How does the audience experience T-EMP?




Discussion and conclusion


As a part of the T-EMP project we also wanted to know something about how an audience would experience the ensemble in concert. On that background the musicologist Andreas Bergsland was involved as a part of his post-doctoral project, which deals with the interaction between audience and performers in live-electronics. Bergsland had earlier been involved with a study of a solo live-electronic performance using a methodology that seemed suitable for this project. In this case, it was interesting not only to get a general impression of the audience’s experience of a T-EMP concert, but also to find out what effects the issues related to inter-processing and stage listening could have on an audience.

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Bergsland documented the three day project with Michael Duch in February 2013 (video and audio recordings of rehearsals, group conversations that took place during the rehearsal period and the concert itself) and made observations during the rehearsal period and the subsequent performance of the work. In addition, he gathered written response from four audience members who volunteered after the concert performance at the end of the project. Even if the low number of participants makes it difficult to draw any general conclusions, their responses still give highly interesting perspectives on how audience with different backgrounds can experience a concert with T-EMP. Especially the fact that the respondents were not asked to participate until after the end of the concert gives their responses extraordinary high ecological validity - their experiences were not in any way guided by the fact that they were to report these afterwards. The respondents were asked directly after the concert to spend about 30 minutes answering some questions related to the concert experience with a gift voucher of NOK 100,- as reward. The participants were then guided to a quiet space next to the concert hall to fill out the response sheets.


Of the four respondents, two females and two males between 23 and 33, three were students at The Department of Music NTNU, and one was a former student at the same department. The two youngest were students at the Performance program and the other two were from Music Technology.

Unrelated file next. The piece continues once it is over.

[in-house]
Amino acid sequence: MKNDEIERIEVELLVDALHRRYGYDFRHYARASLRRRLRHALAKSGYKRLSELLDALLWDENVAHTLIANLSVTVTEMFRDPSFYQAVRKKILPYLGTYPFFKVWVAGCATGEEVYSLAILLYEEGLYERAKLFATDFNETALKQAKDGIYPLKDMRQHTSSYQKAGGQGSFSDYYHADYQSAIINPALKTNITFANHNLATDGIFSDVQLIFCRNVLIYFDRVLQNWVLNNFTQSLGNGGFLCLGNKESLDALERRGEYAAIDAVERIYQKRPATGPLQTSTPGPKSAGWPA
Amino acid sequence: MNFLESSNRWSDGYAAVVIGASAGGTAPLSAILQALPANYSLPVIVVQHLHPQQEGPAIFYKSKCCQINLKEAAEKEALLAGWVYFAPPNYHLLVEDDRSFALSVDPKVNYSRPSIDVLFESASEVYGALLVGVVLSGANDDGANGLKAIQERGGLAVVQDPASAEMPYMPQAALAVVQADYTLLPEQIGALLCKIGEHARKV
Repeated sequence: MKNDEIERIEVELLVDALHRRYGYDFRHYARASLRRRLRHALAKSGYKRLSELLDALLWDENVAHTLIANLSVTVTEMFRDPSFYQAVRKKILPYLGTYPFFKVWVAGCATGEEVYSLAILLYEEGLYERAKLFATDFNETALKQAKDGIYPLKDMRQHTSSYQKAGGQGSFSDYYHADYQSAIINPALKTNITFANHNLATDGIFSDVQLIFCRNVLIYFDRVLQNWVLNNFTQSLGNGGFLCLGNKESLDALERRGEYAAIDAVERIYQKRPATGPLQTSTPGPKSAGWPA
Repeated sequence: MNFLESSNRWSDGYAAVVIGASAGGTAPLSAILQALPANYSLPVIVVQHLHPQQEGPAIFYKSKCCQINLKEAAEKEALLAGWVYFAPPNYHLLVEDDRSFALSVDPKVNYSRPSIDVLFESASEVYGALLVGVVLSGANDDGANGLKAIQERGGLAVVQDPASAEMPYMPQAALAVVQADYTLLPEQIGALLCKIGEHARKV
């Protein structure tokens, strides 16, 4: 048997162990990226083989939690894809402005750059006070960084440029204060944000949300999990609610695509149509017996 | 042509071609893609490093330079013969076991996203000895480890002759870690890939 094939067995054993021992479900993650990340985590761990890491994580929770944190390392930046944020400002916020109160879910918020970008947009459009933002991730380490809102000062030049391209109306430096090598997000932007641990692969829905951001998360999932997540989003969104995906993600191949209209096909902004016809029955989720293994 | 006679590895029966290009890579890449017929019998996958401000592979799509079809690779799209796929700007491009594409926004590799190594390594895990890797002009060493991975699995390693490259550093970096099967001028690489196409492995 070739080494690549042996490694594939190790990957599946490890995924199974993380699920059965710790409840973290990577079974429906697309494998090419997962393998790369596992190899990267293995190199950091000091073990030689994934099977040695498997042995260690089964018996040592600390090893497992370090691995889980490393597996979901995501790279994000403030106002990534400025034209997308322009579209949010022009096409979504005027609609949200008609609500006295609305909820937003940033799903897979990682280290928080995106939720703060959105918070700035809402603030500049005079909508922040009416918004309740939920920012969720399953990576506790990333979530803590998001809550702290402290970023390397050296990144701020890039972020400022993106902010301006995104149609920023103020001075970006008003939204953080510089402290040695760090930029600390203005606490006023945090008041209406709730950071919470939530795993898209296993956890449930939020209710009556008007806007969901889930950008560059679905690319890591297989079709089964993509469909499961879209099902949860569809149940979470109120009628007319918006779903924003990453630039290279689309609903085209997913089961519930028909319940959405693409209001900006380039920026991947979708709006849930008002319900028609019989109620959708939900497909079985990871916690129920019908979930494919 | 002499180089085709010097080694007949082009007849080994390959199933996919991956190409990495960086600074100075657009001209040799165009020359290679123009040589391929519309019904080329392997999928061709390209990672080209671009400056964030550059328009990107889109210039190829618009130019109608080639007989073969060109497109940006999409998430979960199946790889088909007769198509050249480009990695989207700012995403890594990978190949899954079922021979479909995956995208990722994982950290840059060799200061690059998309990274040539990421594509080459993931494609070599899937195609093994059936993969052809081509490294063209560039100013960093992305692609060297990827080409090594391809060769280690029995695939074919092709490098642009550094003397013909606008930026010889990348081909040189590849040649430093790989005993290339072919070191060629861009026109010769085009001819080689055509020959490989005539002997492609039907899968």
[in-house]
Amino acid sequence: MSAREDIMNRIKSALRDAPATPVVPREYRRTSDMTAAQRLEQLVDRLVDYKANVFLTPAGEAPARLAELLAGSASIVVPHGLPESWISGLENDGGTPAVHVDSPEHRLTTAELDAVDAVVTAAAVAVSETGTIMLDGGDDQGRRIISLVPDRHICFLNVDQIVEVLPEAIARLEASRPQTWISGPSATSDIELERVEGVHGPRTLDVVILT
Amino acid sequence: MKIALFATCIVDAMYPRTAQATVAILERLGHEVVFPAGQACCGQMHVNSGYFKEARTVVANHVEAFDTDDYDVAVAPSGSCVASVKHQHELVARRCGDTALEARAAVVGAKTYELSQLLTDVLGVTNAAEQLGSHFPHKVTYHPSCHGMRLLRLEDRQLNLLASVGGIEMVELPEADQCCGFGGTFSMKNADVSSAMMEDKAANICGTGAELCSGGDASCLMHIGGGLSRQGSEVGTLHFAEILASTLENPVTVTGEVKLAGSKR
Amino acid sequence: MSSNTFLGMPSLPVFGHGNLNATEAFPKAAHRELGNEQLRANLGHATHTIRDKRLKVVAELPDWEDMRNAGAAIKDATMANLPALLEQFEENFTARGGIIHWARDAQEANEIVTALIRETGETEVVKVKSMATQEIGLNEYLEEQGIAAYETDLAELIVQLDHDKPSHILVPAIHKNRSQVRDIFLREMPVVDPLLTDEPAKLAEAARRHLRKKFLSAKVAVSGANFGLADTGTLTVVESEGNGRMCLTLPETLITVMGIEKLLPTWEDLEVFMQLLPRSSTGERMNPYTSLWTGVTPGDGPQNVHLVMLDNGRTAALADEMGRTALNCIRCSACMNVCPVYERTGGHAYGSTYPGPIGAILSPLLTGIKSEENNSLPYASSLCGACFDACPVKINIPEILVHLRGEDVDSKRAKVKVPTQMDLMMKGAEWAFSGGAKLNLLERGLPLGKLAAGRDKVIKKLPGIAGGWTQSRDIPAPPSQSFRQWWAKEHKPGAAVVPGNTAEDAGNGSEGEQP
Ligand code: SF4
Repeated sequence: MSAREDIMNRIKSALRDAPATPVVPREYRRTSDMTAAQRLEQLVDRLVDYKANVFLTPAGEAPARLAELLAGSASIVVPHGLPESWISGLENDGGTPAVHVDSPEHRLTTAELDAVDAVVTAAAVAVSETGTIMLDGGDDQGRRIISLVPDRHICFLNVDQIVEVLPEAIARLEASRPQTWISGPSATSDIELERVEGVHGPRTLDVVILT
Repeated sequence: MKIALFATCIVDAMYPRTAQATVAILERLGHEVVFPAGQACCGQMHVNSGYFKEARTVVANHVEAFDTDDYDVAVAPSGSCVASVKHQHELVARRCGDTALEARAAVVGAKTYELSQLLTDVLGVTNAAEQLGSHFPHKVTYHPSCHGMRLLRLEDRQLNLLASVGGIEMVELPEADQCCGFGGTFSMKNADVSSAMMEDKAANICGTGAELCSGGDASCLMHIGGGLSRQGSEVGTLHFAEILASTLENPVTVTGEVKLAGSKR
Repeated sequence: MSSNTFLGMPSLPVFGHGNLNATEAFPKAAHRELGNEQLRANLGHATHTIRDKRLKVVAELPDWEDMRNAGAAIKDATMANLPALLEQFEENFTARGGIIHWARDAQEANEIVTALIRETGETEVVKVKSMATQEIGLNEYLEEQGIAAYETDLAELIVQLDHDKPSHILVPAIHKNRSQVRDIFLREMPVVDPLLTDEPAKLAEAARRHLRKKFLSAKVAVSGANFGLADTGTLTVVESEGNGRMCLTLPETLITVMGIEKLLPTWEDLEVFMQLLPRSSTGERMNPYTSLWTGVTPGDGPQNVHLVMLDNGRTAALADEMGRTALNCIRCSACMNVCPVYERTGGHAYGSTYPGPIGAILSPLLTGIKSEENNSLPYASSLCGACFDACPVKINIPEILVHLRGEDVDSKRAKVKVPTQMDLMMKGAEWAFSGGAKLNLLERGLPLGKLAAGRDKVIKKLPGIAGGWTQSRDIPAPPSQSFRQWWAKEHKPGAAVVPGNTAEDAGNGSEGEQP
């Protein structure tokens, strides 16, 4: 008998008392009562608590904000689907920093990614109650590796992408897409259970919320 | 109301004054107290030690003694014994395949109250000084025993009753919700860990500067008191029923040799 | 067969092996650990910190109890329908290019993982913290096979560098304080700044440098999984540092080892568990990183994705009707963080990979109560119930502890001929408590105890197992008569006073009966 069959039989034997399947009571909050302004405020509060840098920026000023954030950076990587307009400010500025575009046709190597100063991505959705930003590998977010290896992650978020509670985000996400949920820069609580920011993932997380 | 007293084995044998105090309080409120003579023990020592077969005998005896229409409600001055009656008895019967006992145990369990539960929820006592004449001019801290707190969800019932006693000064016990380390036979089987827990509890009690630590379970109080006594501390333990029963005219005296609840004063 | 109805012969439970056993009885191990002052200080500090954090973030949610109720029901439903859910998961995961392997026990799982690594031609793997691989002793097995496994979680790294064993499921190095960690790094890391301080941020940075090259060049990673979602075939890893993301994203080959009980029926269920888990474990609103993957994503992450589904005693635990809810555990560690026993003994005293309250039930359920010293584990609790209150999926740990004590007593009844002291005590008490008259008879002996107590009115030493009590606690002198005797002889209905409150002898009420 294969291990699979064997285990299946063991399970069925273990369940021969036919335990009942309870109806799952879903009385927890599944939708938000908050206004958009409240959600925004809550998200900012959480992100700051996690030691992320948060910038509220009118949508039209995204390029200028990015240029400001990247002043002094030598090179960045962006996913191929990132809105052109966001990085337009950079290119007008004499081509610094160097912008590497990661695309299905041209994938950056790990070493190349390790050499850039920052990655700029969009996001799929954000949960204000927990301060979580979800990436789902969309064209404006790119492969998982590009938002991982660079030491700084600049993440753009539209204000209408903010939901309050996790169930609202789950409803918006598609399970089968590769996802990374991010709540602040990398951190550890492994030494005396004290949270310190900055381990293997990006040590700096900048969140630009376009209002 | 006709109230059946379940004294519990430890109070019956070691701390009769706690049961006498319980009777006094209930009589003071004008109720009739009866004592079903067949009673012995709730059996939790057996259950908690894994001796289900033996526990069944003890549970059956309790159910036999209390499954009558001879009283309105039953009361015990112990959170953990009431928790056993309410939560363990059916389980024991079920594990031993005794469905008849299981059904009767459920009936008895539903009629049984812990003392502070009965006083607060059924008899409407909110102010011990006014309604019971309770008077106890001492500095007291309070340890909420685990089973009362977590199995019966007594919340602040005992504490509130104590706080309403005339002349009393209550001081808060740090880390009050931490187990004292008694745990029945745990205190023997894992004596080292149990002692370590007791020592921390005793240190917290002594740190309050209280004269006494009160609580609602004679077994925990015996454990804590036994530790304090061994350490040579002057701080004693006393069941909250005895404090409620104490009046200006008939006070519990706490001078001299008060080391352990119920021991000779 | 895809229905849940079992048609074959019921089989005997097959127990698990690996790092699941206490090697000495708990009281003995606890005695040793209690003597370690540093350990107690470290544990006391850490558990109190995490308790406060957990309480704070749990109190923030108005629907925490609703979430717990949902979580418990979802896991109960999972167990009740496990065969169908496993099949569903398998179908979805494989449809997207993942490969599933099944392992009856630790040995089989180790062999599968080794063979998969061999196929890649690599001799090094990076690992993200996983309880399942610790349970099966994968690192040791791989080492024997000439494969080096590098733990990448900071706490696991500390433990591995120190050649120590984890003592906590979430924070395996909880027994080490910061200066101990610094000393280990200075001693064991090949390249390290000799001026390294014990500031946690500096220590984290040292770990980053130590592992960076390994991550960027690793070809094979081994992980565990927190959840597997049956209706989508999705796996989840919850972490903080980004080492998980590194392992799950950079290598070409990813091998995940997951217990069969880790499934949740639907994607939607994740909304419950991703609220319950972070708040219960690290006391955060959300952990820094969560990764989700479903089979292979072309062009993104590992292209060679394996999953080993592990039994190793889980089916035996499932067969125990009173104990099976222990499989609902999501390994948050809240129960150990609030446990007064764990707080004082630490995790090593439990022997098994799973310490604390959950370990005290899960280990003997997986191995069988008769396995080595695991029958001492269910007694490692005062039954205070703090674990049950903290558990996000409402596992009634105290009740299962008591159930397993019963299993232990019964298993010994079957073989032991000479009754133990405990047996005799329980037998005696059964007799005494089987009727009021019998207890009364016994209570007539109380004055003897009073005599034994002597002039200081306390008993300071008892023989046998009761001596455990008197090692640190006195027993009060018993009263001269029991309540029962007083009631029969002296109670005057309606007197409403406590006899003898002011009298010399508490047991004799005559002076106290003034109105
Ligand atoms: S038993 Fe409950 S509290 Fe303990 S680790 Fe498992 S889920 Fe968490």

The respondents seemed to mainly map out the upper part of the scale from inexperienced to experienced listeners, both in relation to free improvisation and electronic/electroacoustic music: None of them can be characterized as inexperienced/naïve, all of them reporting that they had some or more than some knowledge of either free improvised music or  electronic/electroacoustic music. One of the respondents might be considered an expert in this music genre, reporting that he had a large degree of knowledge of both free improvisation and electronic/electroacoustic music as a performer.


The written response was constructed from the principles that the respondents first response should be open and unguided, and that as the session went on, the questions should be increasingly specific. This had been tried out in an earlier study with success [1]. In addition to the open and guided written response sheets, there were also two rating questions. In the first, the participants were rating how often the thought they could identify the sound of the single musician, and in the second, they rated how important a set of individual factors were in identifying the different instruments/musicians.

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Open response

From the open response it seemed like the four respondents experienced the concert in quite different ways, even if there were some similarities. One respondent focused on the passing of time, and how she became very uncertain of how much time had passed. She also experienced problems focusing fully on what was going on the in the beginning, and towards the end, the bodily feeling of being in a different place. Another respondent reported almost solely on the powerful impact of the music on him, and in particular his emotional response to it, which went from fear and feeling unsafe to calmness towards the ending. A third respondent focused on the dynamics and the temporal implications in different part of the performance. The last respondent reported about how the different parts of the performance evoked different things in him, like interest, imagery and aesthetic evaluation.